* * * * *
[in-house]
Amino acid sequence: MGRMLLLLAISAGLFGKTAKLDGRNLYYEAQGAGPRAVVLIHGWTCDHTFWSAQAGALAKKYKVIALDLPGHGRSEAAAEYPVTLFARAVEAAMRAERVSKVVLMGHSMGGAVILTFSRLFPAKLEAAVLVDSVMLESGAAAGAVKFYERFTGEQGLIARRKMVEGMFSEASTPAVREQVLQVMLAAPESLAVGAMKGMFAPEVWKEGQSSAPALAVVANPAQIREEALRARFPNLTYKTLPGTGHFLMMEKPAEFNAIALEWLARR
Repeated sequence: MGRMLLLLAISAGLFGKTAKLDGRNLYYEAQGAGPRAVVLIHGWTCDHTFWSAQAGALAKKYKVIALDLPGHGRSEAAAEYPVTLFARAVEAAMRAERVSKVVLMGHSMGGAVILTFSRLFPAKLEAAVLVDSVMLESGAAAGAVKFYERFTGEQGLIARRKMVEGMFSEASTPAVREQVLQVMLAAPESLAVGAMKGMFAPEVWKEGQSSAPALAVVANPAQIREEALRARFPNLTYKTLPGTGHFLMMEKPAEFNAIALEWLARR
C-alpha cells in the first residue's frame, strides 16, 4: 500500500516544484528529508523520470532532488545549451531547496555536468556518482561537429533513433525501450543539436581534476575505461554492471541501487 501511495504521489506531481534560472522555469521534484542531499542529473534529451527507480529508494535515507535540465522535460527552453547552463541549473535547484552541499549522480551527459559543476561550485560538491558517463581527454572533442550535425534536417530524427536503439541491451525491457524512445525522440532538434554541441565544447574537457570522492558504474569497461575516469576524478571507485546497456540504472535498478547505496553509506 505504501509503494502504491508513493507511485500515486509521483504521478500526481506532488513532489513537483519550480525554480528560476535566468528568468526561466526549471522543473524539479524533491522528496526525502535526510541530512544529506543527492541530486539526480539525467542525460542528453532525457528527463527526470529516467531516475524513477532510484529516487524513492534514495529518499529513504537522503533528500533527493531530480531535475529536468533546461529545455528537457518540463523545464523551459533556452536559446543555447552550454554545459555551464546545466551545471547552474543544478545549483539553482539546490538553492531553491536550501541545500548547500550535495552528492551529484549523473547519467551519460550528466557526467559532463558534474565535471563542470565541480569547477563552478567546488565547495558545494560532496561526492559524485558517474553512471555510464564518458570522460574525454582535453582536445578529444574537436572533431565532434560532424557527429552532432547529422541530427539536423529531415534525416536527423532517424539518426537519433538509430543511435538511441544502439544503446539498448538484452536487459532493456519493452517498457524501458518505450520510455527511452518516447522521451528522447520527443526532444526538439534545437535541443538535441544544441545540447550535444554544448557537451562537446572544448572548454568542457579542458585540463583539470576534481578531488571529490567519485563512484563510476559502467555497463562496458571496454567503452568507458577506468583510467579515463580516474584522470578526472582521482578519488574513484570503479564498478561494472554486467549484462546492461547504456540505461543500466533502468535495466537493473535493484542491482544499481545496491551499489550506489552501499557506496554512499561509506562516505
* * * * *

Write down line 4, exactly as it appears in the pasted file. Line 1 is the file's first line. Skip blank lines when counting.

C-alpha cells in the first residue's frame, strides 16, 4: 500500500516544484528529508523520470532532488545549451531547496555536468556518482561537429533513433525501450543539436581534476575505461554492471541501487 501511495504521489506531481534560472522555469521534484542531499542529473534529451527507480529508494535515507535540465522535460527552453547552463541549473535547484552541499549522480551527459559543476561550485560538491558517463581527454572533442550535425534536417530524427536503439541491451525491457524512445525522440532538434554541441565544447574537457570522492558504474569497461575516469576524478571507485546497456540504472535498478547505496553509506 505504501509503494502504491508513493507511485500515486509521483504521478500526481506532488513532489513537483519550480525554480528560476535566468528568468526561466526549471522543473524539479524533491522528496526525502535526510541530512544529506543527492541530486539526480539525467542525460542528453532525457528527463527526470529516467531516475524513477532510484529516487524513492534514495529518499529513504537522503533528500533527493531530480531535475529536468533546461529545455528537457518540463523545464523551459533556452536559446543555447552550454554545459555551464546545466551545471547552474543544478545549483539553482539546490538553492531553491536550501541545500548547500550535495552528492551529484549523473547519467551519460550528466557526467559532463558534474565535471563542470565541480569547477563552478567546488565547495558545494560532496561526492559524485558517474553512471555510464564518458570522460574525454582535453582536445578529444574537436572533431565532434560532424557527429552532432547529422541530427539536423529531415534525416536527423532517424539518426537519433538509430543511435538511441544502439544503446539498448538484452536487459532493456519493452517498457524501458518505450520510455527511452518516447522521451528522447520527443526532444526538439534545437535541443538535441544544441545540447550535444554544448557537451562537446572544448572548454568542457579542458585540463583539470576534481578531488571529490567519485563512484563510476559502467555497463562496458571496454567503452568507458577506468583510467579515463580516474584522470578526472582521482578519488574513484570503479564498478561494472554486467549484462546492461547504456540505461543500466533502468535495466537493473535493484542491482544499481545496491551499489550506489552501499557506496554512499561509506562516505